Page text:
Reality: True, most of the preliminary syllabus is included in the mains. But different methods of preparation are required. The Preliminary being of MCQ type demands a micro approach requiring close acquaintance with details whereas the Main being subjective demands a broad perspective with greater details, sound knowledge, greater clarity of concepts and appropriate presentation.
Myth 5: For success at the Main Examination an aspirant has to work for at least 18 hours a day.
Reality: It is not the number of hours that is important but how much productive you are in those hours is important. It varies from individual to individual. Each one of us has his own productive working schedule so the preparation has to be tailored accordingly. There is no need to be obsessed with the number of hours as long as you feel that you are making adequate daily preparations. But try to avoid wasting any moment that you feel could be productively used in preparations.
Myth 6: This examination is a ‘gamble’. Whatever the extent of preparation, one can never be sure of success.
Reality: Each examination has a ‘chance’ factor but the element of chance can be reduced to a great extent by well-directed and focused effort. While a student, who has prepared in the right direction, has maximum chance of being successful, the candidate who does not prepare well will never make it, that is certain. Luck alone cannot work for you in four optional papers, two General Studies papers and an Essay.
Myth 7: Only students with an excellent academic record are successful at this type of examinations.
Reality: Most of the aspirants who succeed in such examinations are second division holders in their graduations. While a high academic score is an advantage, a second or a third division in no way hits your chances. Believe me you can yet prove yourself, but all you need is well directed hard work.
Myth 8: Some simply believe they can’t make it.
Reality: This is absurd and only a presumption. You will be surprised to know that sixty percent of those candidates who make it to Civil Services ultimately come from that group of aspirants who initially believed that making it to top service had been beyond their reach. This clearly proves that given the right mindset and approach, all of those who dare to enter the competition have an equal chance to make it with flying colours. But you need to become a serious contender for the job and adopt a more rational, more systematic strategy and approach.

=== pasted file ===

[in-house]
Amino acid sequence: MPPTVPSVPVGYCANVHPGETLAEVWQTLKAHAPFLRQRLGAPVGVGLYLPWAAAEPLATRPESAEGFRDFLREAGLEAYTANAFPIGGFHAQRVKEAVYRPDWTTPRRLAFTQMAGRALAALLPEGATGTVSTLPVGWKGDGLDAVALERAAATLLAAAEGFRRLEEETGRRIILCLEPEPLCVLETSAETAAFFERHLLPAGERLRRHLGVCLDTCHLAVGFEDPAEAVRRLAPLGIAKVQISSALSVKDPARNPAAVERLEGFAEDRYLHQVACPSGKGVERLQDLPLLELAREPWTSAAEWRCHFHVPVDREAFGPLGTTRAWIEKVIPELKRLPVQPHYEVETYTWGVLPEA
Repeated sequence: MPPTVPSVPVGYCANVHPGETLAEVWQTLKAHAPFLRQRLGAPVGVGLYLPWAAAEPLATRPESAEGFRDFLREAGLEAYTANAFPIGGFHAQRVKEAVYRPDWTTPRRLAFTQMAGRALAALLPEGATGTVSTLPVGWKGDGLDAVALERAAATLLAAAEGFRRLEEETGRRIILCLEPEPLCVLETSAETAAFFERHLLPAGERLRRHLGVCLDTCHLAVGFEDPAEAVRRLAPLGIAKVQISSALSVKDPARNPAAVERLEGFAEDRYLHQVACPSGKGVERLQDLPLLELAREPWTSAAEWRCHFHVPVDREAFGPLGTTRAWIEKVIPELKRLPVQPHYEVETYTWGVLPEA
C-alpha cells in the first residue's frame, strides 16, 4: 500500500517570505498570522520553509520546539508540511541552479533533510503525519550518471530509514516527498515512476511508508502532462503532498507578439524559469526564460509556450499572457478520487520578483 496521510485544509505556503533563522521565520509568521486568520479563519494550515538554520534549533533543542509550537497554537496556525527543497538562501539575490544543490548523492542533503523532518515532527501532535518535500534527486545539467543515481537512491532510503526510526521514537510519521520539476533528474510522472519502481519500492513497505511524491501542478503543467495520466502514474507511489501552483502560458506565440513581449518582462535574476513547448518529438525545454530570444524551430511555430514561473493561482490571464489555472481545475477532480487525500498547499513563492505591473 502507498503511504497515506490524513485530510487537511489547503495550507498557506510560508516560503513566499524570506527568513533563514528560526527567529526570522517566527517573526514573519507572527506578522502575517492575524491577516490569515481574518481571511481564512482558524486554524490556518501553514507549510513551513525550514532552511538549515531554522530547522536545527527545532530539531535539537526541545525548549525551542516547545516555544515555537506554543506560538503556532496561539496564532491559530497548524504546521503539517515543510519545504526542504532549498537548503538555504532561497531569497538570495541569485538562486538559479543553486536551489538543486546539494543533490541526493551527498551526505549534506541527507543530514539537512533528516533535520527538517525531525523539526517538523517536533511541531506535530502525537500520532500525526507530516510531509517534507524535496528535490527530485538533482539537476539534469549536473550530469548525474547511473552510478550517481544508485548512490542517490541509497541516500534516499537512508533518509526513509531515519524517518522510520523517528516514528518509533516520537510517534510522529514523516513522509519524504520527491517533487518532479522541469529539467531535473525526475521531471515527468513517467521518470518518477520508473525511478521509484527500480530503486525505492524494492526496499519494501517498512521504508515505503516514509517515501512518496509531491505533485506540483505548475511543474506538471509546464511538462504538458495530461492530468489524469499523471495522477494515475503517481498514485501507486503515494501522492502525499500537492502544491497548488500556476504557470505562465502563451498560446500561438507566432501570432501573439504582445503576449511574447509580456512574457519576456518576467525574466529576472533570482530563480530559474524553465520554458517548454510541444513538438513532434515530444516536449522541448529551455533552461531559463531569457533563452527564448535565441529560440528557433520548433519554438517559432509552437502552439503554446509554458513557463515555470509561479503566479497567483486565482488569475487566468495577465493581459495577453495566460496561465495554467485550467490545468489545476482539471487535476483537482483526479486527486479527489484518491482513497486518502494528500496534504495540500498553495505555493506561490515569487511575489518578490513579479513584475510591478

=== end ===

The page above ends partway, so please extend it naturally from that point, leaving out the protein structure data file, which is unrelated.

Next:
Myth 9: Better to choose an optional in which there is less competition.
Reality : Choosing an optional in which you perceive could be less competition is not going to help you any way as long as you are not getting a good score in that. Getting a good score in both the optional subjects should be your concern rather than the competition seen in the optional subjects. So please choose the optionals which give you greatest scores irrespective of the competition you witness in the optional.
Myth 10: One can’t succeed without coaching.
Reality : Though the coaching facility of some reputed coaching houses is certainly giving you some advantage by helping you in understanding the process of the examination or new subjects you are opting as optional but self studies would be equally rewarding if you have understood genuinely the plan and demands of this examination. All you need to know is the actual direction for achieving the success. All of you are at least graduates and can comprehend well the texts and concepts you read but you must know exactly what to read and how to read.
Dear Aspirants, You have now read the myths and believe me these myths are to be exploded and the realities to be matched by your hard work. The decision to pass the Main or to fail in it is absolutely in your own hands. Make your choice today for tomorrow never comes. Some one has said for some moment, “ This is the time when optimism has to conquer pessimism, when proaction has to defeat apathy, when firmness has to annihilate vacillation, when hard work has to take precedence over laziness and when clarity of purpose has to overcome confusion." Friends, that moment for you has come. This is your fight and the BIG FIGHT. We can only wish you good luck.
(Zubair Ahmad is a KAS officer of 99 Batch, presently posted as Joint Director IMPA. Can be contacted on e mail firstname.lastname@example.org or Cell Number 9419000988)
Lastupdate on : Mon, 7 Sep 2009 21:30:00 Makkah time
Lastupdate on : Mon, 7 Sep 2009 18:30:00 GMT
Lastupdate on : Tue, 8 Sep 2009 00:00:00 IST